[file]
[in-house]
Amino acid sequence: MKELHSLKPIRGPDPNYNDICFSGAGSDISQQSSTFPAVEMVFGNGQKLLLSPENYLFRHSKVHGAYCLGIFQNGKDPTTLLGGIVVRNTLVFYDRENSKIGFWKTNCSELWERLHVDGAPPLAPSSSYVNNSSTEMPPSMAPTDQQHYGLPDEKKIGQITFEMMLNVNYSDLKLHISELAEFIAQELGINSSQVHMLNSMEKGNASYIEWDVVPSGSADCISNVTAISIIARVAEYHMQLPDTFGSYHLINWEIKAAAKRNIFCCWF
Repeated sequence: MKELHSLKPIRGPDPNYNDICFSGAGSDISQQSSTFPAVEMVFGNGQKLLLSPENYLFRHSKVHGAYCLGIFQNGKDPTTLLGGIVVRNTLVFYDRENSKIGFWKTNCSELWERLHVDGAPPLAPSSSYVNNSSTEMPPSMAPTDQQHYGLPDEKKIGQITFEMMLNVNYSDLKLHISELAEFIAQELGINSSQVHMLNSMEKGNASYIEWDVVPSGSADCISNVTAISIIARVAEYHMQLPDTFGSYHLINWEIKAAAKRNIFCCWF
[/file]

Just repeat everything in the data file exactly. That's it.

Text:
[in-house]
Amino acid sequence: MKELHSLKPIRGPDPNYNDICFSGAGSDISQQSSTFPAVEMVFGNGQKLLLSPENYLFRHSKVHGAYCLGIFQNGKDPTTLLGGIVVRNTLVFYDRENSKIGFWKTNCSELWERLHVDGAPPLAPSSSYVNNSSTEMPPSMAPTDQQHYGLPDEKKIGQITFEMMLNVNYSDLKLHISELAEFIAQELGINSSQVHMLNSMEKGNASYIEWDVVPSGSADCISNVTAISIIARVAEYHMQLPDTFGSYHLINWEIKAAAKRNIFCCWF
Repeated sequence: MKELHSLKPIRGPDPNYNDICFSGAGSDISQQSSTFPAVEMVFGNGQKLLLSPENYLFRHSKVHGAYCLGIFQNGKDPTTLLGGIVVRNTLVFYDRENSKIGFWKTNCSELWERLHVDGAPPLAPSSSYVNNSSTEMPPSMAPTDQQHYGLPDEKKIGQITFEMMLNVNYSDLKLHISELAEFIAQELGINSSQVHMLNSMEKGNASYIEWDVVPSGSADCISNVTAISIIARVAEYHMQLPDTFGSYHLINWEIKAAAKRNIFCCWF